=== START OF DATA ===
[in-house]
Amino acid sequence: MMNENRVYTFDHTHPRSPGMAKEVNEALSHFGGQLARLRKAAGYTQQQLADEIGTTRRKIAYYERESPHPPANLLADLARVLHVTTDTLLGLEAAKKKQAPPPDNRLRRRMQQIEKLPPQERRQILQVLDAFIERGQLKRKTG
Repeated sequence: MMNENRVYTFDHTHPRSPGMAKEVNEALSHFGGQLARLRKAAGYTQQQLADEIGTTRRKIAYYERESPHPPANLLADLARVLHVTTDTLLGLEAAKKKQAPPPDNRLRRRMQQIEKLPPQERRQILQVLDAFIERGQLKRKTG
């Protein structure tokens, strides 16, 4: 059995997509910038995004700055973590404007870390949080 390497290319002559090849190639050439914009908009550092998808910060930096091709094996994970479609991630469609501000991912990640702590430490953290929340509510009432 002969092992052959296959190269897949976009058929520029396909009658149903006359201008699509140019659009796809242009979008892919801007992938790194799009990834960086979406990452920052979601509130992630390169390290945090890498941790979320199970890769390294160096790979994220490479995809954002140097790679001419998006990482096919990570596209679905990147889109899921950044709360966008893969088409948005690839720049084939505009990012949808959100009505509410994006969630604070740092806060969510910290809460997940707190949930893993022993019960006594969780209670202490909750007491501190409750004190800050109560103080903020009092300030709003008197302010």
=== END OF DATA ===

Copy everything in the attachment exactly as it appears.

[in-house]
Amino acid sequence: MMNENRVYTFDHTHPRSPGMAKEVNEALSHFGGQLARLRKAAGYTQQQLADEIGTTRRKIAYYERESPHPPANLLADLARVLHVTTDTLLGLEAAKKKQAPPPDNRLRRRMQQIEKLPPQERRQILQVLDAFIERGQLKRKTG
Repeated sequence: MMNENRVYTFDHTHPRSPGMAKEVNEALSHFGGQLARLRKAAGYTQQQLADEIGTTRRKIAYYERESPHPPANLLADLARVLHVTTDTLLGLEAAKKKQAPPPDNRLRRRMQQIEKLPPQERRQILQVLDAFIERGQLKRKTG
């Protein structure tokens, strides 16, 4: 059995997509910038995004700055973590404007870390949080 390497290319002559090849190639050439914009908009550092998808910060930096091709094996994970479609991630469609501000991912990640702590430490953290929340509510009432 002969092992052959296959190269897949976009058929520029396909009658149903006359201008699509140019659009796809242009979008892919801007992938790194799009990834960086979406990452920052979601509130992630390169390290945090890498941790979320199970890769390294160096790979994220490479995809954002140097790679001419998006990482096919990570596209679905990147889109899921950044709360966008893969088409948005690839720049084939505009990012949808959100009505509410994006969630604070740092806060969510910290809460997940707190949930893993022993019960006594969780209670202490909750007491501190409750004190800050109560103080903020009092300030709003008197302010």